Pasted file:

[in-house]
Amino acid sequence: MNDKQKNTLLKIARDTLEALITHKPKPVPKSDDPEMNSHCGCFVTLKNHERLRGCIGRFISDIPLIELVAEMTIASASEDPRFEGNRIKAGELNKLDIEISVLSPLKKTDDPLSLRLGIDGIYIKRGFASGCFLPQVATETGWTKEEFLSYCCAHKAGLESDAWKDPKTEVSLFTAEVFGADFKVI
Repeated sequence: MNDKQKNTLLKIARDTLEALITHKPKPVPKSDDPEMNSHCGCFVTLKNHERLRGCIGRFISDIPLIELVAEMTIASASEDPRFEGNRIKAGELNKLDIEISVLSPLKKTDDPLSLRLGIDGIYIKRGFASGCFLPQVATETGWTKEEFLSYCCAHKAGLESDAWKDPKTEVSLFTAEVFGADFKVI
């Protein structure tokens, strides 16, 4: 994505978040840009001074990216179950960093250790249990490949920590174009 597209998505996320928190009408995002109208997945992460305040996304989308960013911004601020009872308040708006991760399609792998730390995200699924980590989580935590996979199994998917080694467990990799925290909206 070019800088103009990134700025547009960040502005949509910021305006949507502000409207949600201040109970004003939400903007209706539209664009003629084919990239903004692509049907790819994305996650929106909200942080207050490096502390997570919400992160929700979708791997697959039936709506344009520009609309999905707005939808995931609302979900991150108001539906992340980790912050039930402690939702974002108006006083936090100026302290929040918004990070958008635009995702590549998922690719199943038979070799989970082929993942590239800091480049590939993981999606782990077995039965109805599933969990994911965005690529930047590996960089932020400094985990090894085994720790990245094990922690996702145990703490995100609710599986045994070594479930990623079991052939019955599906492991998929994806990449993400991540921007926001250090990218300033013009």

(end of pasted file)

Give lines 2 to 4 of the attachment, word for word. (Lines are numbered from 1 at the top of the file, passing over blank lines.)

Amino acid sequence: MNDKQKNTLLKIARDTLEALITHKPKPVPKSDDPEMNSHCGCFVTLKNHERLRGCIGRFISDIPLIELVAEMTIASASEDPRFEGNRIKAGELNKLDIEISVLSPLKKTDDPLSLRLGIDGIYIKRGFASGCFLPQVATETGWTKEEFLSYCCAHKAGLESDAWKDPKTEVSLFTAEVFGADFKVI
Repeated sequence: MNDKQKNTLLKIARDTLEALITHKPKPVPKSDDPEMNSHCGCFVTLKNHERLRGCIGRFISDIPLIELVAEMTIASASEDPRFEGNRIKAGELNKLDIEISVLSPLKKTDDPLSLRLGIDGIYIKRGFASGCFLPQVATETGWTKEEFLSYCCAHKAGLESDAWKDPKTEVSLFTAEVFGADFKVI
């Protein structure tokens, strides 16, 4: 994505978040840009001074990216179950960093250790249990490949920590174009 597209998505996320928190009408995002109208997945992460305040996304989308960013911004601020009872308040708006991760399609792998730390995200699924980590989580935590996979199994998917080694467990990799925290909206 070019800088103009990134700025547009960040502005949509910021305006949507502000409207949600201040109970004003939400903007209706539209664009003629084919990239903004692509049907790819994305996650929106909200942080207050490096502390997570919400992160929700979708791997697959039936709506344009520009609309999905707005939808995931609302979900991150108001539906992340980790912050039930402690939702974002108006006083936090100026302290929040918004990070958008635009995702590549998922690719199943038979070799989970082929993942590239800091480049590939993981999606782990077995039965109805599933969990994911965005690529930047590996960089932020400094985990090894085994720790990245094990922690996702145990703490995100609710599986045994070594479930990623079991052939019955599906492991998929994806990449993400991540921007926001250090990218300033013009």